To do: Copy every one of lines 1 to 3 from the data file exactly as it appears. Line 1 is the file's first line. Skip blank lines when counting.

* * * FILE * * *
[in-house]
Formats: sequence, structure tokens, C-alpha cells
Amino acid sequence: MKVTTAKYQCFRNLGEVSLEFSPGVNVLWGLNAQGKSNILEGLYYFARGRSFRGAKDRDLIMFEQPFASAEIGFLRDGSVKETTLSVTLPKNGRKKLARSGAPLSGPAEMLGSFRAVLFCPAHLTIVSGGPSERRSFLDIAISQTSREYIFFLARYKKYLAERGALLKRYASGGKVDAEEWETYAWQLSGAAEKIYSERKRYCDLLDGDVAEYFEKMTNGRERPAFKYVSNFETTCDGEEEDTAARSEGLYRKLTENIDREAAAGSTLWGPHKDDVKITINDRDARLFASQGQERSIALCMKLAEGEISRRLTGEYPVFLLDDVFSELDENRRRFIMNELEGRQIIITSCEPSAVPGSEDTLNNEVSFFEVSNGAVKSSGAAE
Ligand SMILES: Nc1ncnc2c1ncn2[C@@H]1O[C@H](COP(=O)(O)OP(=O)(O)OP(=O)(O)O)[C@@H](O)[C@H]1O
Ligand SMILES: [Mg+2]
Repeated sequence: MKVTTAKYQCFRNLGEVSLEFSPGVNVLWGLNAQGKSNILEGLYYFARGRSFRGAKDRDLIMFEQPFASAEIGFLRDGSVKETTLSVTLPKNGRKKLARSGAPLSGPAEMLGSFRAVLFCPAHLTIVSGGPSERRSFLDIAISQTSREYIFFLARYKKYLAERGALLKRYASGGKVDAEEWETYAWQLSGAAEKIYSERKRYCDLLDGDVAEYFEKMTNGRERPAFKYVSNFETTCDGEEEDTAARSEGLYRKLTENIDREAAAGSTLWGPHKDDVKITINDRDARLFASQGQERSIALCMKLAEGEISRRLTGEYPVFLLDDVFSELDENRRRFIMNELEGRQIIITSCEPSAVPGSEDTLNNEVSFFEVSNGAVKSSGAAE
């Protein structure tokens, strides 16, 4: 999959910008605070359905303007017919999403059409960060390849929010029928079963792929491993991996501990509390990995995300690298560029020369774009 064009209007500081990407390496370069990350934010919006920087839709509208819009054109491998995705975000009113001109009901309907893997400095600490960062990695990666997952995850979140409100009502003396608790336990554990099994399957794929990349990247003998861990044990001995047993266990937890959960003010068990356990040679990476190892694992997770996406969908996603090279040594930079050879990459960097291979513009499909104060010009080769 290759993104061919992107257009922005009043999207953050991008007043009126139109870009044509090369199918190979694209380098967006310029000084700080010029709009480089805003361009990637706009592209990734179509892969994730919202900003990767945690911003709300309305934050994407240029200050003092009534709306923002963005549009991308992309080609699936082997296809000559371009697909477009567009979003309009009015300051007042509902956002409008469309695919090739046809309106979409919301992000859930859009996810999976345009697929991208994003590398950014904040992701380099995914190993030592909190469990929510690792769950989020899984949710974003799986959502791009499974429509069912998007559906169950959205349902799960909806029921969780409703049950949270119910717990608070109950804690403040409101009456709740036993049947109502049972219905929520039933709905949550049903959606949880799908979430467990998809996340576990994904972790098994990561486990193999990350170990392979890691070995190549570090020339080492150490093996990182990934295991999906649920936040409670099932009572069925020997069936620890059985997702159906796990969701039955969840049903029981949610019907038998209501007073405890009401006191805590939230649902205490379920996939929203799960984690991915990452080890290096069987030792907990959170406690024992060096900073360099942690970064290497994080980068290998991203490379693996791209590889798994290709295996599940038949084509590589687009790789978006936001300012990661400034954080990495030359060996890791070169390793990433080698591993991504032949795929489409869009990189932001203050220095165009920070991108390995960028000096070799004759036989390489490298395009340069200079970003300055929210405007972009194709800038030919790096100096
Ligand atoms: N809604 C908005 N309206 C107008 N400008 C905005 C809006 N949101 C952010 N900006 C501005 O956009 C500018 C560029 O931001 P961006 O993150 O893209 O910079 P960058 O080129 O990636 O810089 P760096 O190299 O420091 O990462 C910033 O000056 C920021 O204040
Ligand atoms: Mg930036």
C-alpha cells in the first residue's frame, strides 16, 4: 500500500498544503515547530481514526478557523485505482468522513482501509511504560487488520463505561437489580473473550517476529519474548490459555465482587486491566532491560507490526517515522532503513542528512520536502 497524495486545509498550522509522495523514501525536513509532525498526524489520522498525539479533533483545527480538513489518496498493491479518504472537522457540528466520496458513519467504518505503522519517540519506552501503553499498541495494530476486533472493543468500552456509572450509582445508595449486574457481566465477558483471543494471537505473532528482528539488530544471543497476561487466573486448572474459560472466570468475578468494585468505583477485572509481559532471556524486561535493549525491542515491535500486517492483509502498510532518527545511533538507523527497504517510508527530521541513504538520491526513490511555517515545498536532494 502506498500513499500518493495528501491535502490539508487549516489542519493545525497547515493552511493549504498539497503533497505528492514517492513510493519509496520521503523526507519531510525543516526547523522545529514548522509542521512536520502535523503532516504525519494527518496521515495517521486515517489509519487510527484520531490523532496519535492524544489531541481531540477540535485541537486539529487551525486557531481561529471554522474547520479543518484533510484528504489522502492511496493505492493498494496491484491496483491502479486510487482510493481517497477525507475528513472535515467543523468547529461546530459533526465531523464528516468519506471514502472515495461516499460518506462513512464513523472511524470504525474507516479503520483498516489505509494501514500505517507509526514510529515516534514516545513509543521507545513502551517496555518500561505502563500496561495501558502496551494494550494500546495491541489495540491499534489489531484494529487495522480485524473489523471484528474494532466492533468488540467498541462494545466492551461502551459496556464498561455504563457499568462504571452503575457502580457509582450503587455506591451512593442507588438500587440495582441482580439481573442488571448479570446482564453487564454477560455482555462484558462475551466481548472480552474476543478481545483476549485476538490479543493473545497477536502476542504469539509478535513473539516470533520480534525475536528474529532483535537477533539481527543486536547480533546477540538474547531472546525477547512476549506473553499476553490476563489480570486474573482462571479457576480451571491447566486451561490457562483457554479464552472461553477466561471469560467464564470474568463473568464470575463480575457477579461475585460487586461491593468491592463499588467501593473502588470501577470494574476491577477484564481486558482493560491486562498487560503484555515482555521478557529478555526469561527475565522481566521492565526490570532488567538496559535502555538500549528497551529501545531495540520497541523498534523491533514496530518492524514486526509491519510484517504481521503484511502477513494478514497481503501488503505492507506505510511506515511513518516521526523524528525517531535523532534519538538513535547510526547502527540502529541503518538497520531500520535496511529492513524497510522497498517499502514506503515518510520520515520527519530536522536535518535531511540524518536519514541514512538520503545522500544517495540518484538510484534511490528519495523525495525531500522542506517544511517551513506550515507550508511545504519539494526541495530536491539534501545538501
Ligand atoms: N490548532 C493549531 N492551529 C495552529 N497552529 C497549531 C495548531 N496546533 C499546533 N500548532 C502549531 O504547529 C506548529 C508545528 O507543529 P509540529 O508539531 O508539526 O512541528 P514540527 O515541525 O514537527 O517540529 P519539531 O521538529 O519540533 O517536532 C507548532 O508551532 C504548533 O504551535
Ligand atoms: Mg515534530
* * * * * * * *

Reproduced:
[in-house]
Formats: sequence, structure tokens, C-alpha cells
Amino acid sequence: MKVTTAKYQCFRNLGEVSLEFSPGVNVLWGLNAQGKSNILEGLYYFARGRSFRGAKDRDLIMFEQPFASAEIGFLRDGSVKETTLSVTLPKNGRKKLARSGAPLSGPAEMLGSFRAVLFCPAHLTIVSGGPSERRSFLDIAISQTSREYIFFLARYKKYLAERGALLKRYASGGKVDAEEWETYAWQLSGAAEKIYSERKRYCDLLDGDVAEYFEKMTNGRERPAFKYVSNFETTCDGEEEDTAARSEGLYRKLTENIDREAAAGSTLWGPHKDDVKITINDRDARLFASQGQERSIALCMKLAEGEISRRLTGEYPVFLLDDVFSELDENRRRFIMNELEGRQIIITSCEPSAVPGSEDTLNNEVSFFEVSNGAVKSSGAAE